The Sports Report: Cade Cunningham is first pick of our NBA mock draft

Oklahoma State guard Cade Cunningham
Oklahoma State guard Cade Cunningham
(Associated Press)

Howdy, I’m your host, Houston Mitchell. Let’s get right to the news.

Broderick Turner on the NBA: They are young and gifted, all viewed as having the talent to be NBA players and All-Stars at some point in their careers.

The players that are figured to be chosen in the top five of the NBA draft played only one season after high school, but Cade Cunningham, Jalen Green, Evan Mobley, Jalen Suggs and Scottie Barnes, in the eyes of talent evaluators, are the real deal.


It appears that Green could be joined by as many as three of his G League teammates during the two-round draft — Jonathan Kuminga, who might be a top-10 selection, Isaiah Todd and Daishen Nix.

Mobley might be one of a handful of former high school stars from Southern California selected in the draft. Former Chatsworth Sierra Canyon stars Ziaire Williams and BJ Boston are potential first- and second-round selections, respectively, while Josh Christopher, who played at Lakewood Mayfair, figures to be selected toward the end of the first round.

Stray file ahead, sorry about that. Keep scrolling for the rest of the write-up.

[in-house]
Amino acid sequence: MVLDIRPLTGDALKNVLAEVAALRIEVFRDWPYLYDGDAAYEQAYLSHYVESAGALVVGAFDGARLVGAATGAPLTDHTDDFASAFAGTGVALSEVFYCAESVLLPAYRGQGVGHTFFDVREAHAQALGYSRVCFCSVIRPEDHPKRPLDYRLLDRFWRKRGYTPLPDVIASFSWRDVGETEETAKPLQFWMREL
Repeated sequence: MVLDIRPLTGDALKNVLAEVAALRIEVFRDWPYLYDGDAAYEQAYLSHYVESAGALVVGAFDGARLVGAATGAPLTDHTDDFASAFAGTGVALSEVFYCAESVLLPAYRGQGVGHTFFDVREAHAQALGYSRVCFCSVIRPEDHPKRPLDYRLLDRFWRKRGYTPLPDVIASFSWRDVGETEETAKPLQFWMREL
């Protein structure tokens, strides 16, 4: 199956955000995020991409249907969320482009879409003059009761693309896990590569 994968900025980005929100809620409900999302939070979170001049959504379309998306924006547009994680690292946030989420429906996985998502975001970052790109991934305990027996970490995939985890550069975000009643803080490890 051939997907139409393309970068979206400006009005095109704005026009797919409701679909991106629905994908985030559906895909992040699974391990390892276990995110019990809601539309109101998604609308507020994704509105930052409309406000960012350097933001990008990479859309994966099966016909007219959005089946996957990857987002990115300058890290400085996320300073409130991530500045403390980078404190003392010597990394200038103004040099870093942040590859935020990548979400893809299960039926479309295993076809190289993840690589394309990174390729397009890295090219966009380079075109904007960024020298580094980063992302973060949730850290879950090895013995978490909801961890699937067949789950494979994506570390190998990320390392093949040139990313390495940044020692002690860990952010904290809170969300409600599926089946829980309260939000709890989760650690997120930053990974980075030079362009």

The Lakers select 22nd and the Clippers 25th. Those are their only picks.

This is a look at how things might shake out Thursday night at Barclays Center in New York:

1. Detroit: Cade Cunningham, SG, 6-8, 220, Oklahoma State

The Pistons badly need talent, and Cunningham is considered the most NBA-ready player. As a combo guard, Cunningham can play on the wing or at the point.

2. Houston: Jalen Green, SG, 6-6, 180, G League Ignite


Though he’s not ready to have an impact, Green is seen as the most talented player in the draft. He has the biggest upside because of his ability to score and incredible athleticism.

3. Cleveland: Evan Mobley, F-C, 7-0, 215, USC

With his size and mobility, Mobley could become a special player. He has a nice inside/outside game and shooting touch. He has a great motor and work ethic.

To read the rest of the mock draft, click here.

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Mike DiGiovanna on the Dodgers: The spirited on-field competition between the Dodgers, San Francisco Giants and San Diego Padres has extended to the front office, where the team’s top decision-makers appear to be duking it out over Washington Nationals ace Max Scherzer heading into Friday’s trade deadline.